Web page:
The number of remote workers is increasing year by year, and the trend doesn’t show any signs of slowing down. According to a survey conducted by OWL Labs, 16% of global organizations are now fully remote and 52% of employees around the world work from home at least one day a week. With modern technology keeping people more connected than ever, location has ceased to be a limiting factor in the workplace.
Allowing your staff to work remotely at least part time has numerous advantages. According to OWL labs, employees who work from home at least once a month are 24% more likely to feel happy and productive at work than their desk-bound colleagues. With no tiring commute, no office distractions and more flexibility in taking breaks when they need to, remote staff can accomplish more in the same amount of time. As flexibility becomes an important job satisfaction measure for many professionals, allowing remote work – at least part time – can significantly increase the talent pool you choose your employees from. In addition, a remote team can effectively reduce your expenses by decreasing your office rental and equipment costs.
But the idea of managing a remote staff makes many employers uncomfortable. They may fear losing control over their organization and find that building a trust level with a remote team can be a bit of a challenge. But embracing that your staff will be spending at least part of their work hours at home or in a coffee shop is a crucial step in keeping up with your changing role as a business owner or manager.
Below are a few tips I have learned about managing a remote workforce.
Trust issues are the most commonly cited reason why many employers are not ready for managing a remote workforce. They want to ensure that their teams are completing the work they are supposed to while out of sight. Overcoming trust issues is a complex endeavor, but many businesses find success in exchanging their time and activity-based management style to tracking goals and accomplishments instead. When you know your team is achieving the objectives set for them, you will worry less about how much time they are spending in front of their computer. Having clear goals in place and checking in on the progress regularly will also have a significant role in moving your organization forward.
However, this strategy can only be effective if your staff has a well-calibrated workload. Too little responsibility can make employees doubt your trust in their capabilities. But expecting more than what they can accomplish sets your team up for failure, which will only add to your distrust. Give your team the opportunity to grow in their roles by keeping them productive and challenged, and avoid overwhelming them with more than what is reasonable to handle.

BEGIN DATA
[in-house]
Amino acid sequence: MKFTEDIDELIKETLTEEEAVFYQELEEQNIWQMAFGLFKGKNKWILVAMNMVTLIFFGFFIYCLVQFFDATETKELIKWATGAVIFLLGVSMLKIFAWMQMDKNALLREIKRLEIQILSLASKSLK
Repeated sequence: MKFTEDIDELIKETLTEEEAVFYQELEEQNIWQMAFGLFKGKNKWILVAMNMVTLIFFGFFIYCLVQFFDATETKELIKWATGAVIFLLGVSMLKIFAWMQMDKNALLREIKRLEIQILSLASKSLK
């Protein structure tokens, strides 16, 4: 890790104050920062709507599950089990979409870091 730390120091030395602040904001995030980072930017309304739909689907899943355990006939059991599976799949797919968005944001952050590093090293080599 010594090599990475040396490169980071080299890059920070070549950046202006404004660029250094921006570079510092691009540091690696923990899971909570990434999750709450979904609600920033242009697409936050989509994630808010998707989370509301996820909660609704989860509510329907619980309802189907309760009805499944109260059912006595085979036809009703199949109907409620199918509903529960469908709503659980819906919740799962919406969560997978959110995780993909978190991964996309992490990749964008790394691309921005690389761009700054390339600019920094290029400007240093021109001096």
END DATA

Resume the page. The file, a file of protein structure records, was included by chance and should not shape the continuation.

Another great way to reduce trust issues and keep your remote team successful is to have clear expectations and guidelines in place. Everyone has a different idea of what “fast” or “well-done” means. So ensuring that everyone on the team is on the same page regarding project goals, quality expectations and timelines can go a long way in setting your team up for success.
Creating work-from-home guidelines can further reduce distrust and boost productivity. Rules, such as responding to emails within 24 hours, participating in all scheduled calls or looking professional in video conferences with clients will ensure that your team is productive and connected, no matter where they are working from.
Since remote workers are out-of-sight and out-of-mind, employers often neglect them during the onboarding process. Many remote employees feel disconnected from their organizations from the moment they start their new positions. They often miss out on information critical for their work and feeling isolated affects their morale and productivity in the long run. Depending on their unique arrangement, they may not need a desk, a chair or a key to the office. But introducing them to their colleagues, getting them acquainted with your organization’s values and goals and giving them access to key tools to perform their job duties is critically important.
Community-building is also an important component to developing an engaged workforce, and a remote staff is no exception. Look for more inclusive alternatives to the office watercooler chat and use technology to create dedicated spaces for socializing. Including remote staff in recognizing employees, celebrating birthdays and company milestones, such as years of service, can go a long way in keeping your entire team engaged.